China says it is going to work on improving regional autonomy, a rare
acknowledgment that its protection of minority group interests still needs
Chinese Foreign Ministry spokeswoman Jiang Yu told reporters
Thursday that China will continue to, in her words, "improve the system of
regional national autonomy."
Jiang says China will take various
measures to safeguard the "fundamental issues" of all ethnic groups.
comments came in response to questions about the Dalai Lama's travels in Europe,
this week. Tibet's exiled spiritual leader traveled to Italy and Germany for
four days, to receive several awards.
In Italy, the City Council of Rome
and Venice gave the Dalai Lama honorary citizenship for his work towards a
peaceful resolution of the Tibetan issue.
In Baden Baden, Germany, the
Dalai Lama accepted the German Media prize. A 20-member jury selected him for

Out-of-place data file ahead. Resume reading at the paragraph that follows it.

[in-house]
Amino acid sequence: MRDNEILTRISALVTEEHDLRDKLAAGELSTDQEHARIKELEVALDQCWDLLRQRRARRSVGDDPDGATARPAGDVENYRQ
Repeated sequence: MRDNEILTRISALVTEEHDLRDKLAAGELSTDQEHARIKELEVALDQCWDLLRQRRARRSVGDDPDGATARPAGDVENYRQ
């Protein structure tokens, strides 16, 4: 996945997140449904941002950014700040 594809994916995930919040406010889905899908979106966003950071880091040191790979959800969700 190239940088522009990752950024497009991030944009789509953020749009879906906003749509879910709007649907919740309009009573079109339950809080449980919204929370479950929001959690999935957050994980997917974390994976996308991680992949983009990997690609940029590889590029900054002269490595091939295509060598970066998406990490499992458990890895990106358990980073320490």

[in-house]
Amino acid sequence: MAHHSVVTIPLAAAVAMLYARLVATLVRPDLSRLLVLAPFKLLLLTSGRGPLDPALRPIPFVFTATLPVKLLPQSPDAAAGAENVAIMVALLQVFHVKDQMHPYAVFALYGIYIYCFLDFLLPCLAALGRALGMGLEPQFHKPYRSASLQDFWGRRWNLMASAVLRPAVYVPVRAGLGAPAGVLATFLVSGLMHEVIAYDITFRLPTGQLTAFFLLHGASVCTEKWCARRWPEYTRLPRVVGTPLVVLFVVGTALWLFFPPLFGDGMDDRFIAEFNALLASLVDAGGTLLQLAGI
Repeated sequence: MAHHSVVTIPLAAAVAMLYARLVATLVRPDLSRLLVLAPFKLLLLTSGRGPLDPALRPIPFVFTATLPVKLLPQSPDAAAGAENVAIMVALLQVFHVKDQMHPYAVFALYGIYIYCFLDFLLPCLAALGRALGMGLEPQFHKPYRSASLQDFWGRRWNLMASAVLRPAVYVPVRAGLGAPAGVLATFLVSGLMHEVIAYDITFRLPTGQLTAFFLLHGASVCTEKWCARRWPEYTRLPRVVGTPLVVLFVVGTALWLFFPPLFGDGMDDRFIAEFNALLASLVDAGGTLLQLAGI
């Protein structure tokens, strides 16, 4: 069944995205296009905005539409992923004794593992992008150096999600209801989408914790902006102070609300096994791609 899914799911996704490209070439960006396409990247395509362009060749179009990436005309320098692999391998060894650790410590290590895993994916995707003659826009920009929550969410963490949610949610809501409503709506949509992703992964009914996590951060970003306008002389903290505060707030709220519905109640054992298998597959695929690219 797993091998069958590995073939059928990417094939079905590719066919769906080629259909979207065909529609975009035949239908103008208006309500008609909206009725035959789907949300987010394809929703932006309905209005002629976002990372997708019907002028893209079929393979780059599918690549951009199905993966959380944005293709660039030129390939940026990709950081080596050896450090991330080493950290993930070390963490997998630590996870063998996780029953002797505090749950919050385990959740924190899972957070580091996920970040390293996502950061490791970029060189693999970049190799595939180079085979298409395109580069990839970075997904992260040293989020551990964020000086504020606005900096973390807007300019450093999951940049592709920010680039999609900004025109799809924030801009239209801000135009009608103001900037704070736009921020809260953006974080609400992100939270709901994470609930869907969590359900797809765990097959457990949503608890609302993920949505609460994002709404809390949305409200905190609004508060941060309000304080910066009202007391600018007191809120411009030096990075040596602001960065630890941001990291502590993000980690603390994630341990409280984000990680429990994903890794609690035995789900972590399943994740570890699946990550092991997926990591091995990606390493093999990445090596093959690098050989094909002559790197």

the award on behalf of the German audience research company, Media
The Dalai Lama told German business and media figures attending
the ceremony that Tibetans are not trying to break away from China. He says he
is only seeking to ensure religious and cultural autonomy for Tibetans, not
Meanwhile, China continues to insist the 73-year-old Nobel
Peace Prize winner has a separatist agenda. Spokeswoman Jiang says that Tibet
was never an independent state and has enjoyed remarkable changes in the last
half century, including an end to feudal serfdom.
Jiang says this year
marks 50 years of Tibet's democratic reform.
The beginning of March is
also the 50th anniversary of the Dalai Lama fleeing Tibet and a failed uprising
against Chinese rule. The Chinese government last month announced this
anniversary will be commemorated as "Serf Liberation Day."
protests by monks in Tibet's capital, Lhasa, led to violent riots and general
unrest in the region. Foreign reporters are not allowed into Tibet without
official permission. Since the riots, the Chinese government has taken a few
small groups of journalists on government-supervised reporting trips.